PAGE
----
Activity is a densely packed volume of essays exploring and expounding issues of collaboration, accountability, and democracy. Listed on its publisher’s website as ‘an exhibition in book form’, Activity treads lightly and confidently into a historical pool of radical exhibition-making first defined by Seth Siegelaub’s January 5-31, 1969, a show of conceptual art that took place largely within the pages of an artists’ catalogue. Initiated and edited by Ricardo Valentim and Pedro Barateiro, Activity is also a collective artistic effort by a raft of contributors who have largely sought to explore agency through self-reflexivity. Liam Gillick, for example, has inserted colourful monotone half pages that interrupt the reader’s flow, while the Uqbar Foundation contributed recto pages featuring text from Plato’s Parmenides, the top corners neatly folded like bookmarks. Not just decorative, these tactile qualities suggest that Activity might function as a corollary to action in the real world.
Part of what makes this book fresh and urgent is the freedom with which contributors have explored their own conceptual and formal concerns within its framework. One downside of this is an occasionally pretentious or worthy tone: the text on the jacket, for example, which comes courtesy of International Pastimes, opaquely states that ‘Activity is to a group what content is to a platform, a sort of empty signifier, a placeholder’. Thankfully the book is so varied in content that it’s easy to overlook such moments of brow-furrowing art babble. I found Activity easier to appreciate as an exercise in dialogue rather than explication: conversations are more important than conclusions. Indeed, Activity is filled with questions, many of which are posed by Cecilia Alemani, with answers supplied by Barateiro and Valentim. These are posed as fun: to the question ‘So tell me exactly what do you do?’, Barateiro and Valentim have inserted an image from Swedish Communist Party propaganda.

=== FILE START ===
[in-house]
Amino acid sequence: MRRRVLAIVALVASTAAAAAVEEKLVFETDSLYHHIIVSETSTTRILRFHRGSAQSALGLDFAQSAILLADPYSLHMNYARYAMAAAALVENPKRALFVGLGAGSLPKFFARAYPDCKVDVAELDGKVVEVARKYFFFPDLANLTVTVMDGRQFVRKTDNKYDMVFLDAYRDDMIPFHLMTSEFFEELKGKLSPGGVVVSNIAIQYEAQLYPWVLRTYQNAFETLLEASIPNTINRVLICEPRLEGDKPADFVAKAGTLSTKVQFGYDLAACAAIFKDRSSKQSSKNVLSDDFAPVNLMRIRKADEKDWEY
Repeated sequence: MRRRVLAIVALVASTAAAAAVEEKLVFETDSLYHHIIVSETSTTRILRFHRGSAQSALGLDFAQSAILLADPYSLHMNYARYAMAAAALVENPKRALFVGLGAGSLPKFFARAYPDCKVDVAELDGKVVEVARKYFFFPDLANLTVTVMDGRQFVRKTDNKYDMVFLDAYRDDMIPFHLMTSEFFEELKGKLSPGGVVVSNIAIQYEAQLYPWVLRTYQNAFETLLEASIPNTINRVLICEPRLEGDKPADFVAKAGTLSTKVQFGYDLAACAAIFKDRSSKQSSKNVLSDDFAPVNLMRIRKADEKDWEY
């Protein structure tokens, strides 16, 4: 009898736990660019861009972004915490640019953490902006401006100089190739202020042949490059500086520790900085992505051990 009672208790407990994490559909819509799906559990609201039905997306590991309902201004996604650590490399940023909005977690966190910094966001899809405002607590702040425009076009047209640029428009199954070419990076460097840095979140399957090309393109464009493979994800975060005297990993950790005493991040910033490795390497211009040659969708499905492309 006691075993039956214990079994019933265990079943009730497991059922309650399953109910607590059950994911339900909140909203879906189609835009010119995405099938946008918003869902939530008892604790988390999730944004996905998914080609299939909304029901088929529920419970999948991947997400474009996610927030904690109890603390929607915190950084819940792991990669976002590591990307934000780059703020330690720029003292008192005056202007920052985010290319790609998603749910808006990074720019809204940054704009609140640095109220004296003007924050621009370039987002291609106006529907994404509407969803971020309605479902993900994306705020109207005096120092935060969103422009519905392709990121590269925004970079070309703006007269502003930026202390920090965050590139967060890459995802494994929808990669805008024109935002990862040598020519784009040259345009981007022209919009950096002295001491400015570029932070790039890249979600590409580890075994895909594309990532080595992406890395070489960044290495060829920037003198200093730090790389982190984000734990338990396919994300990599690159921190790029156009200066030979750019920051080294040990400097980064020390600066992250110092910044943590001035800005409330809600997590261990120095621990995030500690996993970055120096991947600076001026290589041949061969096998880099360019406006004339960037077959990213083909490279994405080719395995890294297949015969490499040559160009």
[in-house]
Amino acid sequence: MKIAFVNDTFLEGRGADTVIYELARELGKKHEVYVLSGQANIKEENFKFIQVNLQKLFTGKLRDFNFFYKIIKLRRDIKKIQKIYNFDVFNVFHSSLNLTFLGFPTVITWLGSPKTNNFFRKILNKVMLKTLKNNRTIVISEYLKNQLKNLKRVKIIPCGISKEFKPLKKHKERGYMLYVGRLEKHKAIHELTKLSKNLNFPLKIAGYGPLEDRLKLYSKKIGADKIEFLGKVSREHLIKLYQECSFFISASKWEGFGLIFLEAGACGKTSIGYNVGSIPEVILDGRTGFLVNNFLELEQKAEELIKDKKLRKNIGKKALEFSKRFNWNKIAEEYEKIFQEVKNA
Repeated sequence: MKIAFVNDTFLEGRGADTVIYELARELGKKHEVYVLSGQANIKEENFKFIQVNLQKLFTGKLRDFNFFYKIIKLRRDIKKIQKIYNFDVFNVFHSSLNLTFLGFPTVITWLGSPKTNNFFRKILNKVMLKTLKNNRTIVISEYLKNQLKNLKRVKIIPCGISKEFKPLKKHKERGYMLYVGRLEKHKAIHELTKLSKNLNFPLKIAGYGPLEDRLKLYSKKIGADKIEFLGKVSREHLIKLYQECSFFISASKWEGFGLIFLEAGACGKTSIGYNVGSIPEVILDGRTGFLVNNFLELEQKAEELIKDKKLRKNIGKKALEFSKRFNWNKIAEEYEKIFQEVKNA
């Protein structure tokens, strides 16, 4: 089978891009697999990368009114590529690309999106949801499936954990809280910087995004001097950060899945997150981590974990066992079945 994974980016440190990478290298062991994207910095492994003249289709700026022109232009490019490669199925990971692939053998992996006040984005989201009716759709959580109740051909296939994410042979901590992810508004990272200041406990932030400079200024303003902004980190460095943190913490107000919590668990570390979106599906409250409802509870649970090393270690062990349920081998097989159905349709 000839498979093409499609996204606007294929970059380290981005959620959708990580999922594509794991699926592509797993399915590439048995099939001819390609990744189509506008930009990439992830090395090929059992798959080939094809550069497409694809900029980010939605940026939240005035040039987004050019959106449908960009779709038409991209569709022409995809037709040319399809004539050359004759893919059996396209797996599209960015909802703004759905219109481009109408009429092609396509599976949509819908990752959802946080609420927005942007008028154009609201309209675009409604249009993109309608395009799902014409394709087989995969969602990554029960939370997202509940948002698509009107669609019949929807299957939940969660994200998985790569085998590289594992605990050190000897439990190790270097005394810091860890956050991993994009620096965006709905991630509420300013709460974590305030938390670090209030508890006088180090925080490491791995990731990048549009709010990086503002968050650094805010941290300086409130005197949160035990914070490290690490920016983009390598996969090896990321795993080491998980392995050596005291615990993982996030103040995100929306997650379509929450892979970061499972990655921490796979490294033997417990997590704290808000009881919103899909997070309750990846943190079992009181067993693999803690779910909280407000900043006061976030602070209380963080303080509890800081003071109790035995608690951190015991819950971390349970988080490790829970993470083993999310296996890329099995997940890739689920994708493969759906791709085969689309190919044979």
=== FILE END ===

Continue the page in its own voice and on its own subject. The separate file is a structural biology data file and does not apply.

A subset of concerns spinning out of the interview format, which dominates this book, is the idea of de-authorship. For example, Raimundas Malasauskas interviews an ‘anonymous artist’, while Fia Backström’s conducts a prickly meta-interview with Goldin+Senneby (a collective whose work often concerns issues of corporate anonymity). This leads to another interview between two anti-copyright activists chosen by Backström and Goldin+Senneby: Rasus Fleischer (of Piratbyrån) and Fred Benenson (founder of Student for Free Culture). Of course, in a visual art context, this careful weakening of authorship need not be verbally articulated. Ricardo Basbaum’s photographic project Would you like to participate in an artistic experience?, 1994-ongoing, records the journey of a minimalist-looking metal polyhedral box in various locations, being used by different ‘participants’ in a sort of relational/collaborative extension of the path trod in the 1960s by Franz Erhard Walther and Lygia Clark.
Collaboration rarely results in happy agreement; indeed, what’s important is how one copes with inevitable disagreement. Although it’s not mentioned explicitly in this book, it’s useful to recall terms used from leftist political philosophy, such as ‘dissensus’ (Jacques Ranciere) and ‘agonism’ (Chantal Mouffe), which seek to define acceptable forms of democratic conflict. These notions appear here through images and texts taken from Artur Zmijewski’s video ‘Them’, 2007, in which representatives of Poland’s political/cultural factions (nationalist, socialist, Catholic, Jewish) attend an art workshop to collaborate in producing an image representative of Poland.
The potency of this form of debate is convincingly stated here by Istanbul-based artist collective Oda Projesi, who, for their contribution to Activity, have re-worked a piece originally made for the 9th Istanbul Biennial, 2005. ‘Neighbourhood, room, neighbour, guest?’, 2005, involved invited participants who were asked questions about issues of ‘neighbourhood’ and ‘community’. The results were then printed in a book, rather than in a conventional exhibition space. Re-presented here, the questions include: ‘Is there a place called home?’, ‘What is it that has haunted you in the past three years?’ and, ‘is any form of self-sacrifice possible these days and, if so, what would make you do it?’. Participants largely take their questions seriously and speak from personal experience. Many questions, however, are left unanswered—allowing readers to pontificate at their leisure. Ultimately, this is the pleasure of Activity as a whole: it is a rare encounter in which individual art practices are placed in a generative tension that allows the reader space to breathe, as if walking around art works in a physical space.
Colin Perry is a writer based in London